A Teddington resident today renewed his appeal for donations and volunteers to assist in the driving of ambulances to Ukraine on the anniversary of the Russian invasion.
Simon Brake, 59, a software company co-founder, has purchased and successfully delivered seven ambulances as part of his charitable organisation Mighty Convoy.
He founded the non-profit back in April 2022, following his first delivery of a 4×4 to Poland.
Brake recently expanded his operation by forming a partnership with UK charity EmbraceMe.
He said: “I am in a lucky position living here.
“I want to do everything I can to help them get through this and come out the other side.”
The non-profit, with the support of South London volunteers, has gifted the ambulances over the course of two trips to the Polish border and to Lviv, the largest city in the west of Ukraine.
Prompted by his wife, Jane, a retired GP and fellow charity organiser, the couple want to help Ukrainians across South London in providing medical and humanitarian aid to the frontlines.
Brake, a father of two, initially responded to a community message on the online notice board, Next Door, looking for drivers to take supply vehicles across western Europe to handlers waiting in Kraków.
It became apparent to Brake that the vehicle itself was of greater value than the supplies it carried.
The journeys see Brake and his band of local volunteers begin at the Eurotunnel exit in Calais, driving through Belgium, the Netherlands, Germany and Poland before finally reaching Ukraine.
Brake said his confidence has grown after the completion of several deliveries and he is seeking donations to purchase more vehicles, with each ambulance costing approximately £7,000.
Brake purchases the former NHS ambulances from a dealership in the West Midlands.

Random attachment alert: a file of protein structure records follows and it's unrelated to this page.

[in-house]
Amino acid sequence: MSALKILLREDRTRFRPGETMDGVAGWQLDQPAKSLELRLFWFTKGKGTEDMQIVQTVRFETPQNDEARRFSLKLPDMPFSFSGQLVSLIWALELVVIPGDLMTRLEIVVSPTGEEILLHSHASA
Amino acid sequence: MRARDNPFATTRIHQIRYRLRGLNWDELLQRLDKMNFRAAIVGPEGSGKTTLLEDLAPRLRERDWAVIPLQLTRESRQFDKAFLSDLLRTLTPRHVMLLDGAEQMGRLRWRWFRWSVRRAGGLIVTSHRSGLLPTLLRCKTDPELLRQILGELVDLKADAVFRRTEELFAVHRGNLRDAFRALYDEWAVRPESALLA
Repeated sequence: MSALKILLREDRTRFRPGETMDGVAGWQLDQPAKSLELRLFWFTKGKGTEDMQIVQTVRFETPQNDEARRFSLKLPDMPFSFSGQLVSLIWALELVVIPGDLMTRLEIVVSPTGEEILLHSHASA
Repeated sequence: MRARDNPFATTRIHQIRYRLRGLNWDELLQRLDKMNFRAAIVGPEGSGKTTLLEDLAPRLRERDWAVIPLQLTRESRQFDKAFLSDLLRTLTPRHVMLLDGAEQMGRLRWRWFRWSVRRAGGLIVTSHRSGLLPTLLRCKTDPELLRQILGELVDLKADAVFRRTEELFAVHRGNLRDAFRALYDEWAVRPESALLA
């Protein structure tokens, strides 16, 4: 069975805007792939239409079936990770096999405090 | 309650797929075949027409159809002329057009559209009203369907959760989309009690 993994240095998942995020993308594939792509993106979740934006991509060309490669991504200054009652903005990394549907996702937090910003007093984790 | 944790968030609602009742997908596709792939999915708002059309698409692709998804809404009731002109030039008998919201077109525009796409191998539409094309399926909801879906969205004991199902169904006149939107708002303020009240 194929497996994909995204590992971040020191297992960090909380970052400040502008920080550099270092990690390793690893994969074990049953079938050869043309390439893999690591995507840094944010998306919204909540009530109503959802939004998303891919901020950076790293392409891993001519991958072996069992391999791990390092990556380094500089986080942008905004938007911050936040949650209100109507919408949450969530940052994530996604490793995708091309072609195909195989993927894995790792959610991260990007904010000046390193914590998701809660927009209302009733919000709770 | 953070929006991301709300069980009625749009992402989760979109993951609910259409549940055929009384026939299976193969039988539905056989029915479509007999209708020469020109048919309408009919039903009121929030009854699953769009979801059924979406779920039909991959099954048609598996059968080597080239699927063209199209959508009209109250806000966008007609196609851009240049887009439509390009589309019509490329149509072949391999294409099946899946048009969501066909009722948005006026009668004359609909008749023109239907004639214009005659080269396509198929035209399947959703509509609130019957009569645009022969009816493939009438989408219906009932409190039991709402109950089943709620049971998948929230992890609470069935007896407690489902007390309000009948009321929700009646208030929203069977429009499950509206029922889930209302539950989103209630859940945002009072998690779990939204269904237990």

He fills the vehicles with gifts from the local community with the most coveted donations being medicines and medical equipment.
Brake explained the need for civilian vehicle and ambulance supply.
“I do not want be raising money from people if it’s just a nice to have.”
Several independent media outlets have reported targeted attacks on civilian vehicles by Russian armed forces, damaging their already limited supply.
ABC News reported this month on the death of an American medical volunteer in Ukraine, Pete Reed, following a strike on his ambulance by a Russian laser-guided missile.
Following his first trip, Brake had an email exchange with the CMAU (Christian Medical Association of Ukraine) on the continued need for ambulances on the ground.
Brake recalled: “They sent me a picture of a blown-up ambulance with a body next to it.”
Speaking specifically about the UK, Brake remarked that “as a nation we have done well. Although, the government could do more on the humanitarian side.”
The UK government has delivered 25 ambulances to the war-torn nation which Brake described as “frankly, a bit poxy”, given the need and comparative scale of weapons supply.
Brake said his affinity for Ukraine and Eastern Europe began in 2012 after visiting the nation with friends for the UEFA European Championships.
He has formed close friendships with both fellow volunteers and Ukrainians on the ground.
Brake said he has been struck by Ukrainian’s sincerity and warmth and their efforts to improve their situation.
He added: “It is a fight for survival, we would be the same, I am sure.”